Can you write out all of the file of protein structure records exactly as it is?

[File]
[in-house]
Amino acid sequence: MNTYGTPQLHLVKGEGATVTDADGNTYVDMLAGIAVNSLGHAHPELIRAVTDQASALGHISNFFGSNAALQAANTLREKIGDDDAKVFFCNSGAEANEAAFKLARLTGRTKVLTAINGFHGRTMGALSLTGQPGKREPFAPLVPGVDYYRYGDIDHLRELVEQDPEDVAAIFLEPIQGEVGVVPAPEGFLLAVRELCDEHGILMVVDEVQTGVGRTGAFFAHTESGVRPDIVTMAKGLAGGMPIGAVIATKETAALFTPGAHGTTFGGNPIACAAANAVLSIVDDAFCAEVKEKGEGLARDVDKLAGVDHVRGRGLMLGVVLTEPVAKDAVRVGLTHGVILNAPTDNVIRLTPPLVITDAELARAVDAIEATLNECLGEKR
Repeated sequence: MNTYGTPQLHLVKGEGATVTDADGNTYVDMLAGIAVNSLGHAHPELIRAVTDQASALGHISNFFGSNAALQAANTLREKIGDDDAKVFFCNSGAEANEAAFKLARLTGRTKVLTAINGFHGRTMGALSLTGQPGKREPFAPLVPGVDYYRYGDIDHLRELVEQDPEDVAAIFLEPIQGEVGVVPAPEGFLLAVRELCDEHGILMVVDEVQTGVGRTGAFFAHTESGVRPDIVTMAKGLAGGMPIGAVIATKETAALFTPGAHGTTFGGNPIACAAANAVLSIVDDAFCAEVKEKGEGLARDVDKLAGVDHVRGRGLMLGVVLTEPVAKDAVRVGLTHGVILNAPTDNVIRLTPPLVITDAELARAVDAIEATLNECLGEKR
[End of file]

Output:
[in-house]
Amino acid sequence: MNTYGTPQLHLVKGEGATVTDADGNTYVDMLAGIAVNSLGHAHPELIRAVTDQASALGHISNFFGSNAALQAANTLREKIGDDDAKVFFCNSGAEANEAAFKLARLTGRTKVLTAINGFHGRTMGALSLTGQPGKREPFAPLVPGVDYYRYGDIDHLRELVEQDPEDVAAIFLEPIQGEVGVVPAPEGFLLAVRELCDEHGILMVVDEVQTGVGRTGAFFAHTESGVRPDIVTMAKGLAGGMPIGAVIATKETAALFTPGAHGTTFGGNPIACAAANAVLSIVDDAFCAEVKEKGEGLARDVDKLAGVDHVRGRGLMLGVVLTEPVAKDAVRVGLTHGVILNAPTDNVIRLTPPLVITDAELARAVDAIEATLNECLGEKR
Repeated sequence: MNTYGTPQLHLVKGEGATVTDADGNTYVDMLAGIAVNSLGHAHPELIRAVTDQASALGHISNFFGSNAALQAANTLREKIGDDDAKVFFCNSGAEANEAAFKLARLTGRTKVLTAINGFHGRTMGALSLTGQPGKREPFAPLVPGVDYYRYGDIDHLRELVEQDPEDVAAIFLEPIQGEVGVVPAPEGFLLAVRELCDEHGILMVVDEVQTGVGRTGAFFAHTESGVRPDIVTMAKGLAGGMPIGAVIATKETAALFTPGAHGTTFGGNPIACAAANAVLSIVDDAFCAEVKEKGEGLARDVDKLAGVDHVRGRGLMLGVVLTEPVAKDAVRVGLTHGVILNAPTDNVIRLTPPLVITDAELARAVDAIEATLNECLGEKR